Community/Volunteerism: How do I/we want to share time, talents and/or treasures? With the local community? To a broader cause? For me, having no strong basis of volunteerism, in my first phase of retirement I am exploring various organizations that might fit my values & interests and looking at what types of volunteer activities there are.  I know others who are merely increasing the volunteering they currently do – taking on larger roles and/or devoting more time.

Reviewing each of the 7 core domains (with my husband’s perspective built is as well) has been extremely helpful in creating a broad Life Vision.

Have you intentionally thought about all the domains of your life going forward?

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9 thoughts on “Life Domains

  1. You did a good job summing up the important domains of retirement. Once my husband and I were comfortable that we had our financial future figured out and funded, we were able to concentrate on the others. We are currently questioning our location domain. Although we love Southern California, we are experiencing what over-development has done to our home (my native city). Even with the ability to go places on weekdays, we find we are faced with too many cars and people. It will be hard to find an affordable alternative that offers the mild climate we are used to.

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    1. I think my next post is actually going to be on the location domain! We have been working through this one ourselves. I think we have a plan now that meets both our needs. My husband shocked me upon retirement with his assumption we would move to Florida. Apparently he always wanted to live there. Yes, married for 23 years and he never mentioned that before!

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  2. You’ve hit the nail on the head for sure . I have considered many of the domains that you mention. I think that is why I am di excited to get moved and get started on this new stage of life.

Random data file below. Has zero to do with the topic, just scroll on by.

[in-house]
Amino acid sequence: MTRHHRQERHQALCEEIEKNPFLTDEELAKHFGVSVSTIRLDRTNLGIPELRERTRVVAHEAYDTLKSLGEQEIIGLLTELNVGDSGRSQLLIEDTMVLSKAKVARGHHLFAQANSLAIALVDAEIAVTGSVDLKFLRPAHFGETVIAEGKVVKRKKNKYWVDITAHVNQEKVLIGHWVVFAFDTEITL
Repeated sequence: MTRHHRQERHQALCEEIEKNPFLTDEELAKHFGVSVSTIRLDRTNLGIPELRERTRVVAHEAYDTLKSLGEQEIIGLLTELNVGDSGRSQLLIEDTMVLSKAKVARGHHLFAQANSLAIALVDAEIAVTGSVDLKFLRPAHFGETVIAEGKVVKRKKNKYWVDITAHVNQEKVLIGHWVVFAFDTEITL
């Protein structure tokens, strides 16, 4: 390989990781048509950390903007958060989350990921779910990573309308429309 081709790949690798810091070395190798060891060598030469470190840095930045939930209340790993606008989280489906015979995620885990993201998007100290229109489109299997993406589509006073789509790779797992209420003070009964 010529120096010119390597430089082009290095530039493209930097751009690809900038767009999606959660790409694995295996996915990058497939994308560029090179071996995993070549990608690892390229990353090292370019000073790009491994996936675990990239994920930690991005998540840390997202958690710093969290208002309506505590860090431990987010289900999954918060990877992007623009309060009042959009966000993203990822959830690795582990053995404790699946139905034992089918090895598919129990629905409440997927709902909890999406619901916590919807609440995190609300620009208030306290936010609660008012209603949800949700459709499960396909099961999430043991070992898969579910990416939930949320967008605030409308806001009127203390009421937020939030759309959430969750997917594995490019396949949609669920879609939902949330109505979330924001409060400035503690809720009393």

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  3. Thank you again, Pat, for a thoughtful and thought provoking post. As I am still working full time, I find most of my focus being on the finances domain. I suspect that is typical for many…the “Do I have enough to retire?” question seems front and center. You’ve affirmed and reminded me of what I’ve seen in resources like the book Your Retirement Quest and Right Management’s Life Options process, namely that finances are only the tip of the iceberg in terms of elements/domains to consider with my wife as I get closer to retirement. I appreciate the questions sprinkled throughout your comments. Great food for thought.

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    1. John, I too focused on the finances. The transition period for me has really been on the other domains. And it was hard to also push beyond the Career/Work domain, which tends to be second one of focus for so much…including Right Management. And yes, many books and processes try and go beyond money & work…I just found, in general, less tools in the other domains, making it more challenging.